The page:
Her memories are of a close-knit community. She was a shy kid. When her mother died in 1962, her aunts and grandparents paid her special attention and helped the 10-year-old find solace in poetry.
"That first Christmas after my mom passed her sisters asked me what I wanted. I told them nothing. But you must want something, they said. Books, I said. Poetry books."
They gave her "The Best Loved Poems of the American People," and "Poetry of the Negro," edited by Harlem Renaissance writers Arna Bontemps and Langston Hughes. She added it to the six-volume set of world poetry that her grandmother gave her when she was 7.
"I didn't think I was going to be a poet," Rushin says. "I thought I would follow my mom and my aunt into some kind of social work."
In the sixth grade she decided to memorize and recite Edgar Allen Poe's "The Raven" at an assembly. The long-memory poem about a dead woman was a bold choice for a young girl.
"I think about that now and wonder if I was stiff. But later my cousins told me they were amazed I could memorize all that."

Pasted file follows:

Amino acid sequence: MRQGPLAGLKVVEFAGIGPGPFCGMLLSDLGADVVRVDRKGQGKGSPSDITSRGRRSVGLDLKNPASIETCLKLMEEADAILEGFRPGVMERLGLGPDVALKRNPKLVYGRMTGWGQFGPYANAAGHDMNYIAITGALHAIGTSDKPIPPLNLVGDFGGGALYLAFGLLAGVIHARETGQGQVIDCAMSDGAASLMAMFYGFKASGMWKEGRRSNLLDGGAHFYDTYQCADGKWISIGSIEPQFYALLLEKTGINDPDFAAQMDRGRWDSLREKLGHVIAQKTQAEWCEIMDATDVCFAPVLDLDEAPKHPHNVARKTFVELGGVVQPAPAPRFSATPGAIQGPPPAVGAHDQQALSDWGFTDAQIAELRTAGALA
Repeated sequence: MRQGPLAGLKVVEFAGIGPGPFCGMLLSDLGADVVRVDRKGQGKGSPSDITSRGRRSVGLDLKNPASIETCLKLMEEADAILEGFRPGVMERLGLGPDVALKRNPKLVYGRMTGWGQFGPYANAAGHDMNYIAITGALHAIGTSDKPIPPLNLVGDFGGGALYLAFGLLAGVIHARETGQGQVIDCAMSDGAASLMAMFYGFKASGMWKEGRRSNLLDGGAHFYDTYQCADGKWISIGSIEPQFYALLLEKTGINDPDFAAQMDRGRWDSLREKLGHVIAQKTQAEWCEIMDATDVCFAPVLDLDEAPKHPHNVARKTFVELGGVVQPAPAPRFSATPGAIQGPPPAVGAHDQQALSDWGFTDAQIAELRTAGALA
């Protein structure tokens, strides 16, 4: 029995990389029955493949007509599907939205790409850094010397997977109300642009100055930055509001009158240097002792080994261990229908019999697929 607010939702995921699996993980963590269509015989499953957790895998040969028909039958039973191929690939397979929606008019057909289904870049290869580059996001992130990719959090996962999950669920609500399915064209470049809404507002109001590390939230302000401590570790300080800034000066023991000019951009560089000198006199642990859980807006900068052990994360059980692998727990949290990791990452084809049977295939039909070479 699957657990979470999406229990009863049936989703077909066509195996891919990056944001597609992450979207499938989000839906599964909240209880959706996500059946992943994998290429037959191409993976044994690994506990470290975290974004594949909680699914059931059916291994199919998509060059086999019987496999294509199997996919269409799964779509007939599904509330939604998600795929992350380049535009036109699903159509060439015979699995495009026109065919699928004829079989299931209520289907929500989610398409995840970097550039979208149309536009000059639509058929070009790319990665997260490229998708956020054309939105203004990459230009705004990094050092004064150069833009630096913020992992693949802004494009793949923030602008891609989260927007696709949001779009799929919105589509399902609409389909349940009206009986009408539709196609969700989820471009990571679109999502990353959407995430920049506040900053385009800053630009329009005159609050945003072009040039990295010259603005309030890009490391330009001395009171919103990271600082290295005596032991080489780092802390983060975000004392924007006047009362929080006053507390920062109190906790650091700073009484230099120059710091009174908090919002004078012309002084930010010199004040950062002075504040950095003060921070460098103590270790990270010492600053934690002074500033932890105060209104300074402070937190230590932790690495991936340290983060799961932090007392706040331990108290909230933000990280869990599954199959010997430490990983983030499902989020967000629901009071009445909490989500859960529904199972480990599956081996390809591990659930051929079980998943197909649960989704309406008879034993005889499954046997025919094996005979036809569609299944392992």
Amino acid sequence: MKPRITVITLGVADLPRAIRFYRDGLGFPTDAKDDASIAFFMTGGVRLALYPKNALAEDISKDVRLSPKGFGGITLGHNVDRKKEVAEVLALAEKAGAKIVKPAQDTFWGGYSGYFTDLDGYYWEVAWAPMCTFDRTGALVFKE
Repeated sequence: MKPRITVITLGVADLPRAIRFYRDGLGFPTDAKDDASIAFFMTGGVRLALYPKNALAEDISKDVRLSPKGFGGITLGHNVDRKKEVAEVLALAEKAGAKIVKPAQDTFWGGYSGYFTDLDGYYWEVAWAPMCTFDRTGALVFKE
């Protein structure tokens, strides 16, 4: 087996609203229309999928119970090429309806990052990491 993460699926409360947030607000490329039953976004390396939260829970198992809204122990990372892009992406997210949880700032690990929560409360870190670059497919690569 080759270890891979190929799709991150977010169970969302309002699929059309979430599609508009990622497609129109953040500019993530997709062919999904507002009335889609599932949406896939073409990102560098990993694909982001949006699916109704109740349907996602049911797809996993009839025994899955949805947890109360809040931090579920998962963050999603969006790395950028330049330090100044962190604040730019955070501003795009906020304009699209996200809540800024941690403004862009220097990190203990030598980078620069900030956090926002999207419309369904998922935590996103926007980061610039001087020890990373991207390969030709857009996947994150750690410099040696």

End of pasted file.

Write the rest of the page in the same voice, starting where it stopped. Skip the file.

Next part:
She attended Mt. Zion Methodist Church and remembers a lady in a flowered dress and big hat getting up to recite the poems of Paul Laurence Dunbar, who was known as the Negro poet laureate.
"That had a big effect on me," she says.
There were four daily newspapers in her house and a big emphasis on reading. She graduated from local public schools and went to Oberlin, majoring in communications and theater. She joined an African American student-run theater group and took classes with Calvin C. Hernton, a social and literary critic best known for his book "Sex and Racism in America" She was familiar with Field, a poetry magazine created at Oberlin.
"But I didn't really know or understand the world of professional American poetry," she says. "I didn't know how all the little magazines were connected to the big universities."
She ended up teaching at South Boston High School, at colleges as an adjunct about black women writers and working at New Words, a feminist bookstore in Cambridge. Her first collection of poetry, "The Black Back-Ups," was published in 1993 by Firebrand Books, a feminist/lesbian publishing house.
In the 1990s she earned her MFA in creative writing at Brown University, which led to her posts at Wesleyan. She was invited to read at Sunken Garden in the summer of 1994 and read again 10 years later. This summer she attended the 20th anniversary of Cave Canem, organized to support black writers. She is a fellow there. After Wesleyan she taught at the Greater Hartford Academy of the Arts and was the dramaturge for the production of Lorraine Hansberry's "A Raisin In The Sun." Her poem, "My Lord, What A Morning," about singer Marian Anderson, was commissioned by The New Haven International Festival of Arts and Ideas/Connecticut Freedom Trail Poetry Project.
She's been living the life of a for-hire poet and teacher for a long time.